Dear Democracy Now! Visitor: We are an independent, ad-free daily news program that serves millions of viewers and listeners each month. Our show is special because we make it our priority to go where the silence is. We put a spotlight on corporate and government abuses of power and lift up the stories of ordinary people working to make change in extraordinary times. We do all of this with just a fraction of the budget and staff of a commercial news show. We do it without ads, corporate sponsorship or government funding. How is this possible? Only with your support. Today a generous funder will match your donation 2 to 1. That means when you give $15 today, your donation will be worth $45. So, if you've been waiting to make your contribution to Democracy Now!, today is your day. It takes just a couple of minutes to help make sure Democracy Now! is there for you and everybody else.

Your Donation: $
Monday, March 2, 1998 FULL SHOW | HEADLINES
1998-03-02

Women, Globalization and Beijing

download:   Get CD/DVD More Formats
This is viewer supported news

March is Women’s History Month. Today. a special look at the impact of the historic 1995 UN Conference on Women which was held in Beijing, China. We’ll also be talking to leading feminists from all over the world and examining some of the economic and political conditions that women are facing worldwide.

The Women’s Environment and Development Organization (WEDO) — an international women’s advocacy network — released a major new report this week that says that while the building blocks laid at the 1995 Beijing Women’s Conference are still strong, economic globalization and free trade are having a devastating impact on women’s lives.

And while the gender impact of globalization may not be uniformly negative, WEDO says that globalization has legitimized the lack of will of governments worldwide to address women’s concerns in their policies and budgets. As a result, it is women who, as workers, producers, consumers, mothers and caretakers, are the shock absorbers of the global economic transformation.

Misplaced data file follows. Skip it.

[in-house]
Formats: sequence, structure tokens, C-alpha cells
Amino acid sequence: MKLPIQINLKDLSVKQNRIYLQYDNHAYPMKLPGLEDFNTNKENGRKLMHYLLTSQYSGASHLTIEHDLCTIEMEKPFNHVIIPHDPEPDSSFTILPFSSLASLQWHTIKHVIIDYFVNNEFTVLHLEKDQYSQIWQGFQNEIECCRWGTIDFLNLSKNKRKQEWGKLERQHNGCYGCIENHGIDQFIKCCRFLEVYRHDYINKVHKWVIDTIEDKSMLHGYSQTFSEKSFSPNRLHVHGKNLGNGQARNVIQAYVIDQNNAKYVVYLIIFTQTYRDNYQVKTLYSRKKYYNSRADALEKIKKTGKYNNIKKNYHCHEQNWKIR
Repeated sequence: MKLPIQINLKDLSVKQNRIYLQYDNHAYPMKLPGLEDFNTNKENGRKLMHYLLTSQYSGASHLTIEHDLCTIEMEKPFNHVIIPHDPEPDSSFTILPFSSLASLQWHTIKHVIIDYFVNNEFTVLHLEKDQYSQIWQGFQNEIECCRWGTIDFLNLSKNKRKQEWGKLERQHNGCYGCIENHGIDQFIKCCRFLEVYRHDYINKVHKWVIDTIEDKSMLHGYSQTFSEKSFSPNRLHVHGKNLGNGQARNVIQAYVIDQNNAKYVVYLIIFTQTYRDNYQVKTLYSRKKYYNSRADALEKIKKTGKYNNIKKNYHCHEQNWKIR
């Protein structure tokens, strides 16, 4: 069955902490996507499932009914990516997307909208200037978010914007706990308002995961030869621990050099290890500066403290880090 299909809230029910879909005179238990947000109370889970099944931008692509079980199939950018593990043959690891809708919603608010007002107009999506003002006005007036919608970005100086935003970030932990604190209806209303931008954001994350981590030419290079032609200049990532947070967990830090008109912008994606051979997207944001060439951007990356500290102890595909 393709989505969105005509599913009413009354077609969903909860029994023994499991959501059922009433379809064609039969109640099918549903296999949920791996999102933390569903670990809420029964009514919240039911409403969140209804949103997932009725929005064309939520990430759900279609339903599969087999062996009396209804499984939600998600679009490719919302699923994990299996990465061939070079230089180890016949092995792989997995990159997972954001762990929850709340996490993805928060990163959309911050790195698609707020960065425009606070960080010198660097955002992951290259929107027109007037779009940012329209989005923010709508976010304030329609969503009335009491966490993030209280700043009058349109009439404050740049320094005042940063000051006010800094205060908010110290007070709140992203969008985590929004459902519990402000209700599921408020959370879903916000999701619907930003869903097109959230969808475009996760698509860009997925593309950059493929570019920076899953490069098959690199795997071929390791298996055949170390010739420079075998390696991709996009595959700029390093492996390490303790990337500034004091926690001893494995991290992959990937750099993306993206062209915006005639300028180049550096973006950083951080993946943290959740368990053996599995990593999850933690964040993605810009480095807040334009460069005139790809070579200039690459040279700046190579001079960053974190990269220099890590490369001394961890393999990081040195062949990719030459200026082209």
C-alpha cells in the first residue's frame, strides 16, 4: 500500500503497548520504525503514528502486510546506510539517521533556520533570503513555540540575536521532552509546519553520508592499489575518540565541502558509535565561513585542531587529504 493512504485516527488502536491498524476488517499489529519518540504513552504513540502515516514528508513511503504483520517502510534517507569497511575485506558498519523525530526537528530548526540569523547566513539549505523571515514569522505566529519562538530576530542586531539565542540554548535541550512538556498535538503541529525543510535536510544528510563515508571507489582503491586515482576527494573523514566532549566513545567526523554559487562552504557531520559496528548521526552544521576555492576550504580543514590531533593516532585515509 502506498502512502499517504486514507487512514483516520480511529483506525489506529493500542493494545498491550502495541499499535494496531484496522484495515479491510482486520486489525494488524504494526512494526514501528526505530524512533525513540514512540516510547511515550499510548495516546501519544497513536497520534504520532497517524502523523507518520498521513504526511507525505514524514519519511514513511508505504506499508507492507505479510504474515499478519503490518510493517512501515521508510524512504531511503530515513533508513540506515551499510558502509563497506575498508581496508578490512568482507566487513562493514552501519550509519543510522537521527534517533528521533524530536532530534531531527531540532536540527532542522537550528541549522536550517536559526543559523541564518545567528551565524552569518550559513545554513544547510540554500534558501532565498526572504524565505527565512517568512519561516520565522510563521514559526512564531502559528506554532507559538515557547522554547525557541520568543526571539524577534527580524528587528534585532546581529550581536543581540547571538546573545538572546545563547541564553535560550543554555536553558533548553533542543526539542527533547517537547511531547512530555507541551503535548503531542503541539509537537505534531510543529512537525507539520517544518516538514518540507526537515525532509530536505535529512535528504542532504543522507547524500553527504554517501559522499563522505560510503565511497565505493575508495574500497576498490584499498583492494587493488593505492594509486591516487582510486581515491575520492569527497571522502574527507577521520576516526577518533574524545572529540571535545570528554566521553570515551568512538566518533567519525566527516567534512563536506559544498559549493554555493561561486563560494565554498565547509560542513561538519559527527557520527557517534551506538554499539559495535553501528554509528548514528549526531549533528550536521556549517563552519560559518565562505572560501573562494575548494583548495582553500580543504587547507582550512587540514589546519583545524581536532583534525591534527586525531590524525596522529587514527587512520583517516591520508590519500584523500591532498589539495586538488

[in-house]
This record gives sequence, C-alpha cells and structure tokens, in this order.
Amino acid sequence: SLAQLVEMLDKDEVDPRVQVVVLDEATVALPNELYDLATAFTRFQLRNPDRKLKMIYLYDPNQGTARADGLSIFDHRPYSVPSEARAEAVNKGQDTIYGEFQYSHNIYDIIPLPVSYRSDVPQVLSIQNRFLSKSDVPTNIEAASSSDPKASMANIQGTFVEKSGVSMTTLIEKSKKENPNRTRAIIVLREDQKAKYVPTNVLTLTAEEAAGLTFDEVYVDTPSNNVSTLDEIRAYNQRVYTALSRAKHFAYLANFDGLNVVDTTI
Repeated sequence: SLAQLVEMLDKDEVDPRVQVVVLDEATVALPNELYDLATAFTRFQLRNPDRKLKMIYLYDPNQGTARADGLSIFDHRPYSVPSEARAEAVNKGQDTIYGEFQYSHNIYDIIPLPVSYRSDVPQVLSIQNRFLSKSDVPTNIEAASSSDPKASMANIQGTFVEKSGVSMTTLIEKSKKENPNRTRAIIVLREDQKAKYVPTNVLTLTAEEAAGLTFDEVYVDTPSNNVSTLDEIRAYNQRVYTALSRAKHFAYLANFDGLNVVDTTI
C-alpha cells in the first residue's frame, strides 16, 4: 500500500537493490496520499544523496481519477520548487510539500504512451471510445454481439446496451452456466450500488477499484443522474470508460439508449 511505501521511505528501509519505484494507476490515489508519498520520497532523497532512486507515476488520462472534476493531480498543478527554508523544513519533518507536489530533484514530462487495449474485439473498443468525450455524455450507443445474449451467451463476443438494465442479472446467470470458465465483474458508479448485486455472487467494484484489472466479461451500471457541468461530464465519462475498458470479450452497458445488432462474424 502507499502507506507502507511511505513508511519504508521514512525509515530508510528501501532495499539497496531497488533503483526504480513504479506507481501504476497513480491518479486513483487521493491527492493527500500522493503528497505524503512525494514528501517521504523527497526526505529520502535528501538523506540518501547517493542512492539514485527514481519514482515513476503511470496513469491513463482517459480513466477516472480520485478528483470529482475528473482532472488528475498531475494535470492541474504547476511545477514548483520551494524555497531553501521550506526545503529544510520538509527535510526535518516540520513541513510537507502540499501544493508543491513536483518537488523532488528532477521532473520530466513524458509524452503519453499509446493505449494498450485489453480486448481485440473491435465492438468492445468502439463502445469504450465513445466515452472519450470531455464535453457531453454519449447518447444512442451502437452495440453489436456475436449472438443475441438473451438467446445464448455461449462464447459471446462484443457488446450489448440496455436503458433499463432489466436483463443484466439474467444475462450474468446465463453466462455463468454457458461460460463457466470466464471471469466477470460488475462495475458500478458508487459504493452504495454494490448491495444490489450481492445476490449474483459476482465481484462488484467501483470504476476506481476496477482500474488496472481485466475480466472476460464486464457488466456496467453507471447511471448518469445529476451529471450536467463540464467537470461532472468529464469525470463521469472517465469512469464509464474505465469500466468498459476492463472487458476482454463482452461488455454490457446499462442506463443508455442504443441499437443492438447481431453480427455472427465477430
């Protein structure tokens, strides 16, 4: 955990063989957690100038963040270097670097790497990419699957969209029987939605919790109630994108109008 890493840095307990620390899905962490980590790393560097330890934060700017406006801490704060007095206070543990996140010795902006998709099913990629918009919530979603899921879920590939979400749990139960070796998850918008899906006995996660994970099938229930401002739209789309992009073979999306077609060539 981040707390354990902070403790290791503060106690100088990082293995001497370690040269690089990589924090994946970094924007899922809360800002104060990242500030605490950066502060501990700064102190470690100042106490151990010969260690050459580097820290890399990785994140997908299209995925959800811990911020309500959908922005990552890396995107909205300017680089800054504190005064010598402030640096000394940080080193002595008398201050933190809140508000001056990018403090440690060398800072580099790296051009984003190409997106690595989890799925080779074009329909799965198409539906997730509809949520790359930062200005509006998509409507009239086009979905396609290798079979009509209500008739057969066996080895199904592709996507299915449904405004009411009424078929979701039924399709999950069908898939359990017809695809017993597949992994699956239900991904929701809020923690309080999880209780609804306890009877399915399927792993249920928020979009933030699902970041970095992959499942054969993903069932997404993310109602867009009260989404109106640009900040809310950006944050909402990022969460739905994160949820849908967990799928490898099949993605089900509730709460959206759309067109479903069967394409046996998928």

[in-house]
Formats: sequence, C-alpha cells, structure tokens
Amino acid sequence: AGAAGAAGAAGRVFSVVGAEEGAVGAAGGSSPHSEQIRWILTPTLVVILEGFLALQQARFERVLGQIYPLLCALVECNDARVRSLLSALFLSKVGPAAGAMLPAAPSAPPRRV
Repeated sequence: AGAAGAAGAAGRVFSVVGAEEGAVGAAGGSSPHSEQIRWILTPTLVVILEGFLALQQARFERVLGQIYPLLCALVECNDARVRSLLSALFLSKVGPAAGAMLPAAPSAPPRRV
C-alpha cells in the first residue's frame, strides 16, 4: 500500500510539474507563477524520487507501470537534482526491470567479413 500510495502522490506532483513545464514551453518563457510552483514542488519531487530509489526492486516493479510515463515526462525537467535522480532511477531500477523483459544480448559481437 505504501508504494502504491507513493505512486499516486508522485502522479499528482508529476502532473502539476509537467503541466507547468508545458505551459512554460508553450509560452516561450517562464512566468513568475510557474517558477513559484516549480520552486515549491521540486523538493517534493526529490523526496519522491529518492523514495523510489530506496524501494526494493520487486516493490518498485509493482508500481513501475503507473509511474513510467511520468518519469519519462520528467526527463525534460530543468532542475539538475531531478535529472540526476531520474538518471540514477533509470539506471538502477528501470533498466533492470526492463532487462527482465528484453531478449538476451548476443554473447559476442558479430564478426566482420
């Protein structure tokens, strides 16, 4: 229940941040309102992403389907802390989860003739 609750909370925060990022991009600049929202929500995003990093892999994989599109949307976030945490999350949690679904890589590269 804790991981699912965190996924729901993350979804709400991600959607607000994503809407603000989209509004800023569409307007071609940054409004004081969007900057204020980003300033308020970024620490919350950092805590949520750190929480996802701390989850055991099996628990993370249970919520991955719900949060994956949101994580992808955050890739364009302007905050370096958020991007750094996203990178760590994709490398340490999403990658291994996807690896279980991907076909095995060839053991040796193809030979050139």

Guest:

  • Bella Abzug, former Congressmember and the co-founder of the Women’s Environment and Development Organization (WEDO), an international advocacy network working to achieve social, political, economic, and environmental justice for all through the empowerment of women.
  • Bharati Sadasivam, the editor of WEDO’s latest report and the Program Coordinator for Women’s Rights at WEDO.
  • Thais Corral, the executive director of REDEH, Network in Defense of Humankind based in Brazil. She is a vice president of WEDO.
  • Jocelyn Dow, the executive director of Red Thread Women’s Development Project in Guyana. She is also a vice president of WEDO.
  • Chief Bisi Ogunleye, the coordinator of Countrywomen Association of Nigeria. She is also a vice president of WEDO.

Related Link:

.
.
.


Creative Commons License The original content of this program is licensed under a Creative Commons Attribution-Noncommercial-No Derivative Works 3.0 United States License. Please attribute legal copies of this work to democracynow.org. Some of the work(s) that this program incorporates, however, may be separately licensed. For further information or additional permissions, contact us.

This is viewer supported news